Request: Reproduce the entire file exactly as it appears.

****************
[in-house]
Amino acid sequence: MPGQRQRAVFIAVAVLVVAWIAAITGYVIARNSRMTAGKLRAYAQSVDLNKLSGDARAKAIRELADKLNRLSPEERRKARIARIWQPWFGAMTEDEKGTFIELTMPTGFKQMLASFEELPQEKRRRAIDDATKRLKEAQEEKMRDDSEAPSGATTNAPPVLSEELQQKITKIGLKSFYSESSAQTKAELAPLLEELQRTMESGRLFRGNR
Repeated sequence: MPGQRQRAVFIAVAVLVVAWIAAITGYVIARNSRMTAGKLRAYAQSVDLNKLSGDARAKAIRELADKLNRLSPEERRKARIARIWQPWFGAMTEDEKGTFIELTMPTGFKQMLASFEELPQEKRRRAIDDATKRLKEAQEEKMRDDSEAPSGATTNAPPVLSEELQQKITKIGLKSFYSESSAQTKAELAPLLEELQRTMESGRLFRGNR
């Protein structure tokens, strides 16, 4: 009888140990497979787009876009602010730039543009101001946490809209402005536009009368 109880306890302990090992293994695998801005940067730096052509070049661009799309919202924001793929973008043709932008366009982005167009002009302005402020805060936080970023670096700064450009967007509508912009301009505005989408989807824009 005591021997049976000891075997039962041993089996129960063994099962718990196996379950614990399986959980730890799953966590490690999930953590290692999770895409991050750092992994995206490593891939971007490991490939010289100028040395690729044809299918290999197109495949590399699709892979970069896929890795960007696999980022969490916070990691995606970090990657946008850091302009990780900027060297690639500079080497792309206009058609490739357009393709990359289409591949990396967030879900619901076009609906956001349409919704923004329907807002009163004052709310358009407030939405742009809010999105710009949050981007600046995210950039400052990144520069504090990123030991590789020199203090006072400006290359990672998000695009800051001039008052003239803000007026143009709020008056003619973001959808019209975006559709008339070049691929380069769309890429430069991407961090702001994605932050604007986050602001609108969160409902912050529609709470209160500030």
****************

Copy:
[in-house]
Amino acid sequence: MPGQRQRAVFIAVAVLVVAWIAAITGYVIARNSRMTAGKLRAYAQSVDLNKLSGDARAKAIRELADKLNRLSPEERRKARIARIWQPWFGAMTEDEKGTFIELTMPTGFKQMLASFEELPQEKRRRAIDDATKRLKEAQEEKMRDDSEAPSGATTNAPPVLSEELQQKITKIGLKSFYSESSAQTKAELAPLLEELQRTMESGRLFRGNR
Repeated sequence: MPGQRQRAVFIAVAVLVVAWIAAITGYVIARNSRMTAGKLRAYAQSVDLNKLSGDARAKAIRELADKLNRLSPEERRKARIARIWQPWFGAMTEDEKGTFIELTMPTGFKQMLASFEELPQEKRRRAIDDATKRLKEAQEEKMRDDSEAPSGATTNAPPVLSEELQQKITKIGLKSFYSESSAQTKAELAPLLEELQRTMESGRLFRGNR
């Protein structure tokens, strides 16, 4: 009888140990497979787009876009602010730039543009101001946490809209402005536009009368 109880306890302990090992293994695998801005940067730096052509070049661009799309919202924001793929973008043709932008366009982005167009002009302005402020805060936080970023670096700064450009967007509508912009301009505005989408989807824009 005591021997049976000891075997039962041993089996129960063994099962718990196996379950614990399986959980730890799953966590490690999930953590290692999770895409991050750092992994995206490593891939971007490991490939010289100028040395690729044809299918290999197109495949590399699709892979970069896929890795960007696999980022969490916070990691995606970090990657946008850091302009990780900027060297690639500079080497792309206009058609490739357009393709990359289409591949990396967030879900619901076009609906956001349409919704923004329907807002009163004052709310358009407030939405742009809010999105710009949050981007600046995210950039400052990144520069504090990123030991590789020199203090006072400006290359990672998000695009800051001039008052003239803000007026143009709020008056003619973001959808019209975006559709008339070049691929380069769309890429430069991407961090702001994605932050604007986050602001609108969160409902912050529609709470209160500030």